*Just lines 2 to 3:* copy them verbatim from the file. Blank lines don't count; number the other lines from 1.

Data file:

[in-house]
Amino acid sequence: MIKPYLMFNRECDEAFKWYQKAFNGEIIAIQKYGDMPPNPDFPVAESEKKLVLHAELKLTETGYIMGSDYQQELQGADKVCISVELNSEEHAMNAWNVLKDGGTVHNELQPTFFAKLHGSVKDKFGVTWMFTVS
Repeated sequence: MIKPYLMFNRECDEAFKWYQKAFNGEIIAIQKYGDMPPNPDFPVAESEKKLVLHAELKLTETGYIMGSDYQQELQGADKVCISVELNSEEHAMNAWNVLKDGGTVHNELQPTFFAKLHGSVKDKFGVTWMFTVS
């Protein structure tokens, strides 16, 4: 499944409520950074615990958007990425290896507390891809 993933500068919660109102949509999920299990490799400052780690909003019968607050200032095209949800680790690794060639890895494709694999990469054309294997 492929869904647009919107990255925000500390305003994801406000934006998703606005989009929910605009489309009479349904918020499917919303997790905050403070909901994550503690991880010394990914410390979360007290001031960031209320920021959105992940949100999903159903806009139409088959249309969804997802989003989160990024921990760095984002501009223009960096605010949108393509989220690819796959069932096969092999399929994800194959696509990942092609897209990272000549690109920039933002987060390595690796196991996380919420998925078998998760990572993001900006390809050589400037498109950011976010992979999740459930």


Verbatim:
Amino acid sequence: MIKPYLMFNRECDEAFKWYQKAFNGEIIAIQKYGDMPPNPDFPVAESEKKLVLHAELKLTETGYIMGSDYQQELQGADKVCISVELNSEEHAMNAWNVLKDGGTVHNELQPTFFAKLHGSVKDKFGVTWMFTVS
Repeated sequence: MIKPYLMFNRECDEAFKWYQKAFNGEIIAIQKYGDMPPNPDFPVAESEKKLVLHAELKLTETGYIMGSDYQQELQGADKVCISVELNSEEHAMNAWNVLKDGGTVHNELQPTFFAKLHGSVKDKFGVTWMFTVS